Major Victory In Legal Battle For Vietnam Veterans

The Department of Veterans Affairs previously tried to deny thousands of Vietnam veterans disability benefits after they were exposed to chemical defoliants classified as carcinogens, but no longer. A federal court ruled that the VA must pay up, a huge victory for the “blue water” Navy vets who have been engaged in the legal battle for years in spite of government denials that they were ever exposed or that payments were not justified legally.

The basis for the VA denial of veterans benefits? The VA does not believe there is enough evidence that the sailors were exposed to these carcinogenic chemicals. According to the VA defense, the organization should not have to pay benefits because they served off the coast of Vietnam. The organization has already paid those who served inland.

The U.S. Court of Appeals for the Federal Circuit ruled 9-2 in favor of the vets.

The ruling stated that Congress had no intention of excluding those who served off the coast, when they had already provided a disability benefit for everyone else exposed to Agent Orange. The VA already allowed all blue water veterans to receive medical care, but disability requirements required they proved the connection to Agent Orange and their symptoms, only because they served on a ship off the coast instead of on the mainland. The new ruling guarantees they receive both medical care and disability benefits.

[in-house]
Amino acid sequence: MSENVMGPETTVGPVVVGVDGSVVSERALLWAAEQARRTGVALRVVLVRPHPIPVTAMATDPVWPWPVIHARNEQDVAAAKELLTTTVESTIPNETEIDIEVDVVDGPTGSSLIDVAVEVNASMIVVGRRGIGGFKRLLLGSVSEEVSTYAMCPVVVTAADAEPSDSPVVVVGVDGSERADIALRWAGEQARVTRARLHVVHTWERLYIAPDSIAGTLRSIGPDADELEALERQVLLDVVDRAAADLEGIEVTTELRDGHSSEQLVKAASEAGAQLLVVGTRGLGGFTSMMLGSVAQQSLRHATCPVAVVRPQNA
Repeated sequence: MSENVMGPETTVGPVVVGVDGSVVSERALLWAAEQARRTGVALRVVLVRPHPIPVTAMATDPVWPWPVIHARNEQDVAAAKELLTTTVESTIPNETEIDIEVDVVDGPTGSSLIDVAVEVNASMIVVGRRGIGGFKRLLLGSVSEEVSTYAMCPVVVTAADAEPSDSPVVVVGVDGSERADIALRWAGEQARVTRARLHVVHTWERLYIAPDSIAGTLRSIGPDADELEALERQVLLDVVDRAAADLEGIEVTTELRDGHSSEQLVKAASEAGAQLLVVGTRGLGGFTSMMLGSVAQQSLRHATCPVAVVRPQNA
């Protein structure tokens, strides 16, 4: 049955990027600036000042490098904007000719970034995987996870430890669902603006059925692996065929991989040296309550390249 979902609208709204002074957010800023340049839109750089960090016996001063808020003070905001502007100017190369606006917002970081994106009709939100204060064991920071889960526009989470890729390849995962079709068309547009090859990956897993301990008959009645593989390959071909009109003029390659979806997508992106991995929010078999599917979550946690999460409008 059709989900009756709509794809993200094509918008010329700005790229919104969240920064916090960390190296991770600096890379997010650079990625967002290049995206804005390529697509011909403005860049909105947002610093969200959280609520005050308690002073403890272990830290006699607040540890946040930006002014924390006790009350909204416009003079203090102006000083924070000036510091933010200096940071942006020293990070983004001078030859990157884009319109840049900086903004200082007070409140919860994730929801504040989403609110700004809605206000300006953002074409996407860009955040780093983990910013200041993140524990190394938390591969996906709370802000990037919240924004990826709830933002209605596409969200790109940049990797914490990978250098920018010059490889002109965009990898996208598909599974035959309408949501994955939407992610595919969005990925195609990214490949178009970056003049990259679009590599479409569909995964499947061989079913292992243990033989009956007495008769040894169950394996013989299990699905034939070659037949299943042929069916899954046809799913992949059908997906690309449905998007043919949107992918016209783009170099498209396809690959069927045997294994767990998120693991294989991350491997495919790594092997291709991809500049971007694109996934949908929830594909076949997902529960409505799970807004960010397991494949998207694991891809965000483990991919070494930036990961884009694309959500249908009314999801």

The veterans’ defense argued that proving a connection between their illnesses and the chemical exposure is not possible because of the large amount of time that has passed, and federal judges agreed with the assessment.

.” ..By using the formal term ‘Republic of Vietnam,’ Congress unambiguously referred, consistent with uniform international law, to both its landmass and its 12-nautical-mile territorial sea,” judges said.

The VA has the option to make a formal appeal to the decision, which would bounce the case to the U.S. Supreme Court within three months. If the VA does not appeal, or the Supreme Court refuses to hear the case, then 90,000 veterans will receive the benefits in a year or two.

Previously, some senators blocked legislation that would have righted the wrong last year. Because they did not pass the legislation, they now have to find funding in order to pay for the settlement award, which the Congressional Budget Office estimates will amount to over $1 billion over the space of a decade.

Melissa Thompson writes about a wide range of topics, revealing interesting things we didn’t know before. She is a freelance USA Today producer, and a Technorati contributor.